With all the hard work done by François and with only two more weeks to go, it was time for Nicolas to get started on the second challenge: painting the splinter camouflage. Shop owner Mike helped with the selection of the 6 basic colours and after a coat of primer, the first layer to go on was a light shade of green.

The underside of our Viggen got some pre-shading; first some panels, then the panel lines. This will help bring this area alive.
The canopy was polished and masked, everything ready for the camouflage!
Ready for action?  Harder & Steenbeck airbrush, Gunze paints and...Go !!
The first colour is the easiest. With this done, the first session of masking starts. This is a time consuming job, but necessary in order to get to a good result.
With the light green areas of the camo masked, on went the second colour: dark green. And after this, the masking started again. For the Viggen, this work has to be done 4 times: light green, dark green, very dark grey and brown. After this, the light grey/blue underside was done (more masking) and finally black for the nose, a rectangular patch on the spine and the leading edges of the wings and the vertical tail. We used almost 2 rolls of Revell masking tape to mask the whole kit. It’s not a hard camouflage to do, it just takes time.

With all the painting done, a coat of Future went on, followed by the decals and another coat of Future.
The decals are okay and with the help of some decal setting settled nicely on the kit. Although the camouflage takes a lot of attention, the details of the kit can be seen...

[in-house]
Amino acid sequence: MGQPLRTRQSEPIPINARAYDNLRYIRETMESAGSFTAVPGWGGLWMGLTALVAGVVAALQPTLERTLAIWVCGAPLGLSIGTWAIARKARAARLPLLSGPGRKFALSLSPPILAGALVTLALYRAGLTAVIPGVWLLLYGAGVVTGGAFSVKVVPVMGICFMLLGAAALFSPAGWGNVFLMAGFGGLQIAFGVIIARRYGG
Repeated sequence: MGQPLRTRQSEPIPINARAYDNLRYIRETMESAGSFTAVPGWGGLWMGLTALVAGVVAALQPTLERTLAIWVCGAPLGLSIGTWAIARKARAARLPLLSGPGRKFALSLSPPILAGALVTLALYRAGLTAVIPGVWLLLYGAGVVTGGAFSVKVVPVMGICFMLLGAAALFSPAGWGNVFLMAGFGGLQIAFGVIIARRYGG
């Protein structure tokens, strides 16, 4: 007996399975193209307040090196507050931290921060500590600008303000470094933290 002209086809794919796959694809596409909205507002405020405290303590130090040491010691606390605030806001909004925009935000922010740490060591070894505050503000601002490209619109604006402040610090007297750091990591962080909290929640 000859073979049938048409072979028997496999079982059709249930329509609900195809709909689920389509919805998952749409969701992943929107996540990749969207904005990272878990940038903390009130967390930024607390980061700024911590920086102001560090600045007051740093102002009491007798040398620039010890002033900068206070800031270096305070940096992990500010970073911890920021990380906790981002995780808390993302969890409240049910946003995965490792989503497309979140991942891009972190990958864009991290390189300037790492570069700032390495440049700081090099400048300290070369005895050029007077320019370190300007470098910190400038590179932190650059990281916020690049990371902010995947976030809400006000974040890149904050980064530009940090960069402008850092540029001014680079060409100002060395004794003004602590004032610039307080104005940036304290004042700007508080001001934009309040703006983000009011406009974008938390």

After a coat of matt varnish, the details and gear were glued. Still have to repaint the front end of the air-intakes – I forgot to mask them...
Nose gear and gear doors glued.
Main gear painted and glued, ready for some wires, wash and weathering.
All what was left to do, was a little weathering. Final stage: stick on the canopy. Here we noticed something odd. The canopy seems to be just a little too long if you want to position it closed. A little sanding might do the trick, but since ours was already painted – and we didn’t test fit it - we positioned it open.
And here she is finished ready for the display cabinet at the shop..
And here’s one with a background showing what Saab JA 37 Viggen, 37378 / F4-38, Swedish Air Force might have looked like on the tarmac..
So, this is what we think of this kit: At last!!! It was about time that someone offered us a nice Viggen! It builds well, it looks really good and construction goes without trouble. Decals are okay and although the plan has some minor errors, Tarangus cleverly deals with this on their website. By choosing for the splinter camouflage, a lot of details will stay unnoticed: the camo with its many angles takes all of the attention. That’s probably why we’ll build a grey aircraft next – hopefully a two-seater? One thing is for sure: people take notice of the kit in this complex and eye catching camouflage.

Can we recommend it? Yep! Our opinion? Everyone to the shop!

François and Nicolas
Thanks to Guillaume for the extra photos. 
Our thanks to Au16e Escadron for providing us with a kit and the paint for it!
For more information about Tarangus, please go to